How much does it cost to visit and visit the Sagrada Familia

The cost of visiting and visiting the Sagrada Familia in Barcelona may vary depending on the type of ticket you purchased.

  • Standard ticket for adults costs 22 euros and allows you to enter the nave, transept, apse and facade of the Nativity.
  • Standard ticket plus tower costs 30 euros and allows you to enter the front of the Nativity and one of the towers.
  • The combined ticket for Sagrada Familia and Sagrada Familia costs 28 euros and allows you to visit the front of the Nativity, the museum and one of the towers.
  • The cost of the combined ticket for the Sagrada Familia , the Sagrada Familia Museum and the audio guide is 32 euros.
  • Adult priority ticket costs €48 and allows you to enter the front of the Nativity of Christ, the museum and one of the towers and skip the line. But at this link you will be able to find and purchase tickets to the Sagrada with fast track skip the line from 33 euros! Very convenient!

How to get to the Sagrada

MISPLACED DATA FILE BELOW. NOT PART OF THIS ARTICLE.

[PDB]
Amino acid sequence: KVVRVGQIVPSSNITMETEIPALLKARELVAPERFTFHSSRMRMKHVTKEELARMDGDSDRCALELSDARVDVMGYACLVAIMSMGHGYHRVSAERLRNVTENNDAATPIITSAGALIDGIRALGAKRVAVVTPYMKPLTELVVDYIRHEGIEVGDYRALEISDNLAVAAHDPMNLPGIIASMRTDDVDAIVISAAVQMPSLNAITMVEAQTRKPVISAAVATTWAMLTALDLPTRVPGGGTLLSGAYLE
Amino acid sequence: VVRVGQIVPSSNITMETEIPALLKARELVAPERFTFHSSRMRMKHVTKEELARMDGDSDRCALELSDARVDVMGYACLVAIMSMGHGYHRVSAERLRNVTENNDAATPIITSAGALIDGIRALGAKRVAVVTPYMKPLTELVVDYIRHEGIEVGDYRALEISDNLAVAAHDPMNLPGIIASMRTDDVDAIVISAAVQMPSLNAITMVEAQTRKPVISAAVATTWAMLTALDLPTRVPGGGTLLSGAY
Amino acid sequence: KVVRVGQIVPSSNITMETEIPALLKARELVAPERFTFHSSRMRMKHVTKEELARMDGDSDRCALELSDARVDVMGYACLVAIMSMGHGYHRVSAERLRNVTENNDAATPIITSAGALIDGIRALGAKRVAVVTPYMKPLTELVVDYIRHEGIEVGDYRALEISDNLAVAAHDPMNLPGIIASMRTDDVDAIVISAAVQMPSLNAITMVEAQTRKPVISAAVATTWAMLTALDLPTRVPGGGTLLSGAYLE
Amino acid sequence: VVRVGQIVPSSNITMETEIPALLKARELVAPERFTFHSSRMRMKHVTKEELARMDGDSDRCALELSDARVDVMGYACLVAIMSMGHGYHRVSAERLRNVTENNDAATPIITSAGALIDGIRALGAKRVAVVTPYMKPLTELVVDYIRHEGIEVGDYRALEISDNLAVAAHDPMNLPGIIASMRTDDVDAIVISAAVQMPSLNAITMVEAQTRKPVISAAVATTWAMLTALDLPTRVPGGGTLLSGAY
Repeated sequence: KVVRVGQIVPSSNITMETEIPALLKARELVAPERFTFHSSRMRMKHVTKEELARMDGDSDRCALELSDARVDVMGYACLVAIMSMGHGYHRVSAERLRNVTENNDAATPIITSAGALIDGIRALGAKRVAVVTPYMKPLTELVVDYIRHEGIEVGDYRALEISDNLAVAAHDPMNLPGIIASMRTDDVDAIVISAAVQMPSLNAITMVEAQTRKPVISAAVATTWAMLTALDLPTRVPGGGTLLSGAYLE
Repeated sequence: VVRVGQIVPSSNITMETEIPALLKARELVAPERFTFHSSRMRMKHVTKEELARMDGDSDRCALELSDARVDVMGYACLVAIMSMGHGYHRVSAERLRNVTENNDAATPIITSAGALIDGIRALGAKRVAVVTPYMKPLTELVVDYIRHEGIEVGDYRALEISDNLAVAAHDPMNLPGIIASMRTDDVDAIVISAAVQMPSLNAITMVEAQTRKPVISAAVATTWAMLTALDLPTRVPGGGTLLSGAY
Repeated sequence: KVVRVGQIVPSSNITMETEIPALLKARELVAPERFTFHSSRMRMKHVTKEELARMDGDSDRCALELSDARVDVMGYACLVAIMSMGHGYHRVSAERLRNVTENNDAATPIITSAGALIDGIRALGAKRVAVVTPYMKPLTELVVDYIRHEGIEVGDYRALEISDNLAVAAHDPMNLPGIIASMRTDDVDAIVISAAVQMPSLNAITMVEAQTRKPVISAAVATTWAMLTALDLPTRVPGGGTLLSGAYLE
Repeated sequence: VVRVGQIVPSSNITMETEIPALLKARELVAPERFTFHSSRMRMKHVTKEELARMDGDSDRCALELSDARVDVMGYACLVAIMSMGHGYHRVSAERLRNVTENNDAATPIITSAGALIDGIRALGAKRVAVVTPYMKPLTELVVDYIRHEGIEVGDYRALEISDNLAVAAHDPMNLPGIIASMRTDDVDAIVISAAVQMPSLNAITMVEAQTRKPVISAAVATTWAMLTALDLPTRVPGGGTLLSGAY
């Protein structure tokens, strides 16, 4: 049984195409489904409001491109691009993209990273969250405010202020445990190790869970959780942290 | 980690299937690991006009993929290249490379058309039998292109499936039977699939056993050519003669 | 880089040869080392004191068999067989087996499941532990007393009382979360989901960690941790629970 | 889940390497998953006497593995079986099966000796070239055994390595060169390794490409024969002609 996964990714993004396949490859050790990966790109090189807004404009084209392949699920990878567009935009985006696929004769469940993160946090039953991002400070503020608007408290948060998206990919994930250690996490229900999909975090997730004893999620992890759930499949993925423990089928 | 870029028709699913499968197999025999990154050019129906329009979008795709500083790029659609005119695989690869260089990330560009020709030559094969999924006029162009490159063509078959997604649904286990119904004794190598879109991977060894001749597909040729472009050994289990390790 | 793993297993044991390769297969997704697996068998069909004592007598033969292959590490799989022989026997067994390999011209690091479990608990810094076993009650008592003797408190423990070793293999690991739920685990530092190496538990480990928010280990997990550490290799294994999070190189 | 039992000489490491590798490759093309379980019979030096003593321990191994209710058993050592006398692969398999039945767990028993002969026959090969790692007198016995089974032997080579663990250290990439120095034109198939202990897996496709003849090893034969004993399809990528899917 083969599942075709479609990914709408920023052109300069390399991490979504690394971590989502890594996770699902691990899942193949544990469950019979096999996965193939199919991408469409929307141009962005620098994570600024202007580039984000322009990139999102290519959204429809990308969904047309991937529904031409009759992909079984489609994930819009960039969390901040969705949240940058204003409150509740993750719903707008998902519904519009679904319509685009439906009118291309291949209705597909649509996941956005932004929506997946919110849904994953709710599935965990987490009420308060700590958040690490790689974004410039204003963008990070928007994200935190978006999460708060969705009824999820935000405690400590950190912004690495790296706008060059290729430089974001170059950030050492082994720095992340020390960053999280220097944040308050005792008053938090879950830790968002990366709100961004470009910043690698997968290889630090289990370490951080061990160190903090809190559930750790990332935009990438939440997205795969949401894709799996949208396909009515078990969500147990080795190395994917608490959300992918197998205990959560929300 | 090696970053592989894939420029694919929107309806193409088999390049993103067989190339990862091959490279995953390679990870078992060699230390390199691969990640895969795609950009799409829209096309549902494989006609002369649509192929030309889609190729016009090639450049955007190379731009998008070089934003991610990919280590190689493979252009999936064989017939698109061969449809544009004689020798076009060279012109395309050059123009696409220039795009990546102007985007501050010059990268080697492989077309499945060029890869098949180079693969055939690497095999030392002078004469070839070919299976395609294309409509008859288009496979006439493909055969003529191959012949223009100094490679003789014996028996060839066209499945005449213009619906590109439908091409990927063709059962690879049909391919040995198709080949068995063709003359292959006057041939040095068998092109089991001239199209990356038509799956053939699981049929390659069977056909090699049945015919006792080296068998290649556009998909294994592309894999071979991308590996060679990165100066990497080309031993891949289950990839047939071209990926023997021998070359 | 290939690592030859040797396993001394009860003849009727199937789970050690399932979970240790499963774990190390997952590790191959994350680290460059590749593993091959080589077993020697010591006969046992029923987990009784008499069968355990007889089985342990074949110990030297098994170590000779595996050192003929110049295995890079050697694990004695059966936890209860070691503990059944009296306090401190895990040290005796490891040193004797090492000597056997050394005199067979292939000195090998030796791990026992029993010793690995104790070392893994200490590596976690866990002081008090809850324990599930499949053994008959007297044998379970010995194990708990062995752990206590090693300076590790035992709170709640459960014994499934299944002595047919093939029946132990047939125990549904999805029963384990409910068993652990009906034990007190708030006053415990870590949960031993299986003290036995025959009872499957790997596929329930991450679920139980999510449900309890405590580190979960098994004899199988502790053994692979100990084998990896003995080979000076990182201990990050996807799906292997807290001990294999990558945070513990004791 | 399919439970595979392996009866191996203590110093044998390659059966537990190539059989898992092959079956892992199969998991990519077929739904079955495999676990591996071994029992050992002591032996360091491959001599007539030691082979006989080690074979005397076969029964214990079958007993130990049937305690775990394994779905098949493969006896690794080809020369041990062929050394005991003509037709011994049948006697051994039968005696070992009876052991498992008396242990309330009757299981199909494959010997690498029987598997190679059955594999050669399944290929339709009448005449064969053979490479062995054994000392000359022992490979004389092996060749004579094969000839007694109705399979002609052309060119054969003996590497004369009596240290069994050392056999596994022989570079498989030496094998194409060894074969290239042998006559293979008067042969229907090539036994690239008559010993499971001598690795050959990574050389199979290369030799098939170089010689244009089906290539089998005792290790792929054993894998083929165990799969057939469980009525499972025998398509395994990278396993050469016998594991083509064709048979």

Address: Carrer Mallorca, 401 Barcelona 08013

🚇 To get to the Sagrada Familia in Barcelona, ​​you can take the metro and get off at the Sagrada Familia station of the same name, which is on line 9004 (purple) and L5 (blue).

🚌 You can also take the bus and get off at the Sagrada Familia stop.

🚲 If you prefer walking or cycling, there are several picturesque streets in the area that will lead you to the basilica.

🚕 You can also take a taxi or drive to the Sagrada Familia, but be aware that parking can be difficult in this area.

Days and hours for visiting the cathedral and museum

Sagrada Familia

  • November to February: Monday – Saturday from 9:00 to 18:00. Sundays from 10:30 to 18:00.
  • March and October: Monday to Saturday from 9:00 to 19:00. Sundays from 10:30 to 19:00.
  • April to September: Monday to Saturday from 9:00 to 20:00. Sundays from 10:30 to 20:00.
  • Special opening hours: December 25 and 26, January 1 and 6 opening hours will be from 9:00 to 14:00.

Opening hours and days may sometimes be changed by the administration due to special events in the Basilica.

Gaudí House Museum

  • October to March: 10:00 am to 18:00 pm.
  • April to September: from 9:30 am to 8:00 pm.
  • 25 and 26 December, 1 and 6 January: 10:00 am to 2:00 pm.